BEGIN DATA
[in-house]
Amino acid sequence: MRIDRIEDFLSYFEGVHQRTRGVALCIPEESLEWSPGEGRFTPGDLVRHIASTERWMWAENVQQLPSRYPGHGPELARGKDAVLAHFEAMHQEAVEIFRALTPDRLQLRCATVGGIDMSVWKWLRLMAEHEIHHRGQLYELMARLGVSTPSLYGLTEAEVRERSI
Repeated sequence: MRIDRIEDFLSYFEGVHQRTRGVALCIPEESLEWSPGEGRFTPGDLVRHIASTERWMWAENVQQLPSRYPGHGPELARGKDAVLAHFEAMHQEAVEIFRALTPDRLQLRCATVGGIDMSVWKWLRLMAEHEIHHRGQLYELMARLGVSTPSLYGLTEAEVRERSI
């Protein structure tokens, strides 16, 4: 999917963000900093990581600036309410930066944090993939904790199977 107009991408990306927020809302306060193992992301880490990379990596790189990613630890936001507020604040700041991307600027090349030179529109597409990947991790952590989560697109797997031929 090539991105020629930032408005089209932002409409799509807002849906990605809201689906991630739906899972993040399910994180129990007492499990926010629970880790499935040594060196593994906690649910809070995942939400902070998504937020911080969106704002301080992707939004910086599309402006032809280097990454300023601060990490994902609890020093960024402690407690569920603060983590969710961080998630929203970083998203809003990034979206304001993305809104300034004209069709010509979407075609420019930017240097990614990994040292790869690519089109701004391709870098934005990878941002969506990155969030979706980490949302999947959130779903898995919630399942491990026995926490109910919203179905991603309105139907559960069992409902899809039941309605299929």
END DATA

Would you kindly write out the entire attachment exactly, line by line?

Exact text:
[in-house]
Amino acid sequence: MRIDRIEDFLSYFEGVHQRTRGVALCIPEESLEWSPGEGRFTPGDLVRHIASTERWMWAENVQQLPSRYPGHGPELARGKDAVLAHFEAMHQEAVEIFRALTPDRLQLRCATVGGIDMSVWKWLRLMAEHEIHHRGQLYELMARLGVSTPSLYGLTEAEVRERSI
Repeated sequence: MRIDRIEDFLSYFEGVHQRTRGVALCIPEESLEWSPGEGRFTPGDLVRHIASTERWMWAENVQQLPSRYPGHGPELARGKDAVLAHFEAMHQEAVEIFRALTPDRLQLRCATVGGIDMSVWKWLRLMAEHEIHHRGQLYELMARLGVSTPSLYGLTEAEVRERSI
């Protein structure tokens, strides 16, 4: 999917963000900093990581600036309410930066944090993939904790199977 107009991408990306927020809302306060193992992301880490990379990596790189990613630890936001507020604040700041991307600027090349030179529109597409990947991790952590989560697109797997031929 090539991105020629930032408005089209932002409409799509807002849906990605809201689906991630739906899972993040399910994180129990007492499990926010629970880790499935040594060196593994906690649910809070995942939400902070998504937020911080969106704002301080992707939004910086599309402006032809280097990454300023601060990490994902609890020093960024402690407690569920603060983590969710961080998630929203970083998203809003990034979206304001993305809104300034004209069709010509979407075609420019930017240097990614990994040292790869690519089109701004391709870098934005990878941002969506990155969030979706980490949302999947959130779903898995919630399942491990026995926490109910919203179905991603309105139907559960069992409902899809039941309605299929």